How to earn money with web scraping in 2024?

4 APRIL, 2024 WEB-SCRAPING EXPERT OPINION
How to earn money with web scraping in 2024?
Interview with Pierluigi Vinciguerra, Co Founder and CTO at Databoutique

What is the most sought-after data in 2023/2024? Which types/themes/categories of datasets are the most popular?

It’s difficult to say, since web scraping, while it’s becoming mainstream since the latest developments in AI and LLMs, which heavily rely on it, it’s still far from mass adoption.

One of the most common use cases for web scraping is price comparison and market intelligence: every company would like to know where their products are sold and at what price, and how their competitors are behaving.

Another valuable piece of information comes from the inventory levels hidden in some websites. Imagine being able to monitor a company by scraping daily the inventory levels in their stores or warehouses: by doing so, you can easily estimate their revenues, best products, and so on. This requires an accurate data collection but as you can imagine is a gold mine.

Last but not least, we have all the location data: Airbnb, Hotels, Real Estate. They can describe the economic trend of a country or a city if collected for a long period.

What are some ways to earn money through web scraping today? Who would be potential buyers, and what are the platforms or marketplaces available?

I can see three ways to make money with web scraping, and they are not mutually exclusive.

The first and most obvious is by doing some gigs as a freelancer. You could see it like your 9-5 job.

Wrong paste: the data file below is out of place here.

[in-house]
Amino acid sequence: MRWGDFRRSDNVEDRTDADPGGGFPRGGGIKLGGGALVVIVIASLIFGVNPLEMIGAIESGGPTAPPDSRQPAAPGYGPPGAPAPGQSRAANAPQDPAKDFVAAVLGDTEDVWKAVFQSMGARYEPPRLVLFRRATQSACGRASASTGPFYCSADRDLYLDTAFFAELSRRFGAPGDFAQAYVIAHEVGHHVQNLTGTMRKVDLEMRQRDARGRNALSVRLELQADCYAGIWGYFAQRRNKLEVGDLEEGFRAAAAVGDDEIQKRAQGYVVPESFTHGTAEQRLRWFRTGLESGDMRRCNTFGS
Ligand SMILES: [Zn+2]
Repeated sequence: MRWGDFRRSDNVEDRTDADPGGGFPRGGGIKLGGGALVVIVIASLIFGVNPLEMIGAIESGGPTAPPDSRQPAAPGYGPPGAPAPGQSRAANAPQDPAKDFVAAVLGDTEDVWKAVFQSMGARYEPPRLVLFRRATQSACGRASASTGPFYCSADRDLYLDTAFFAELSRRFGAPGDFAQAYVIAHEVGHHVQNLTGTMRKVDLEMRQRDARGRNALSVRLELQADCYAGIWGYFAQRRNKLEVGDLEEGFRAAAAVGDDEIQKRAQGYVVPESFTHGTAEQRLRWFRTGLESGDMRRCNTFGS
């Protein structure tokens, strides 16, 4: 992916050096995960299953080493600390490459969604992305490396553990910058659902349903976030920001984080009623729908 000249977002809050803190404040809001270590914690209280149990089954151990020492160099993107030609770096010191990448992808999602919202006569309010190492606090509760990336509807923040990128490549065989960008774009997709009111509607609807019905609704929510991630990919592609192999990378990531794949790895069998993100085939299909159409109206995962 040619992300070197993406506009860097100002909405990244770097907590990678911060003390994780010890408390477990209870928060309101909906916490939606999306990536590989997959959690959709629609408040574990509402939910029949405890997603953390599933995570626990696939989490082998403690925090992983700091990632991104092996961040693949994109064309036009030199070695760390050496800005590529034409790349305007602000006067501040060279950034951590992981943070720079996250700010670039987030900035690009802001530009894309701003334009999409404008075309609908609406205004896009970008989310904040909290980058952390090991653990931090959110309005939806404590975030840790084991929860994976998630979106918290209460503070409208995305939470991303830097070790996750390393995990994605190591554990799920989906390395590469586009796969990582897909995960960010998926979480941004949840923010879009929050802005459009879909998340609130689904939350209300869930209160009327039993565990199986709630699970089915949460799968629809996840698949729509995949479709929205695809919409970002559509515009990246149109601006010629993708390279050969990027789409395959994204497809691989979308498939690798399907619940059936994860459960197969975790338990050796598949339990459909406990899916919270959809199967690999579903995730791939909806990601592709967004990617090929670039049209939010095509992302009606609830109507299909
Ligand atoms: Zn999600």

Then you can sell your code on places like Apify Store, where you can basically sell your code (they call it Actor) and people could run it on the Apify platform and get the results.

Last but not least, you can sell the dataset resulting from your scraper on Databoutique.com. This is a new marketplace for web scraped data, we just opened some months ago and we’re working on bringing more traffic on the platform while shipping new features every week, so unluckily for the moment, you won’t get rich overnight.
The idea behind it is quite simple: until today, web scraping seems more like a tailor-made suit: it’s expensive, it’s made for you, and the seller will have many difficulties in selling the same to another buyer.

We wanted to sell the H&M shirt instead: standard datasets that cover the basic needs of the buyer, quality checked but at a lower price point.
Think about it: even if you have a Saas who relies on web scraped data, so theoretically the service is the same for everyone, you will always need some more new websites to scrape for the new customers, and this will make your solution expensive, reducing the number of potential customers. But it’s also true that if these websites are new for me, there is for sure someone else already scraping them.

What we did was to create a data marketplace where people already scraping some websites can upload their datasets (if they comply with the rules), adapted to certain predefined data schemas. In this way, we’re building a huge catalog of datasets, that since they’re standardized and quality-checked, can be bundled with other providers’ datasets, adding the chances to be bought. And the more a dataset is bought, the less it could cost since the extraction costs are the same, and the less it costs, the more buyers it will attract, generating a positive flywheel for the mass adoption of web scraping.

What does the web scraper's tool box include? Which software and services would be effective in gathering data?

Things changed a lot from when I started doing web scraping 10 years ago: today the toolkit for a web scraper is quite varied. First of all, you’ll need a web scraping framework like Scrapy in Python, for all the websites that don’t have any anti-bot installed.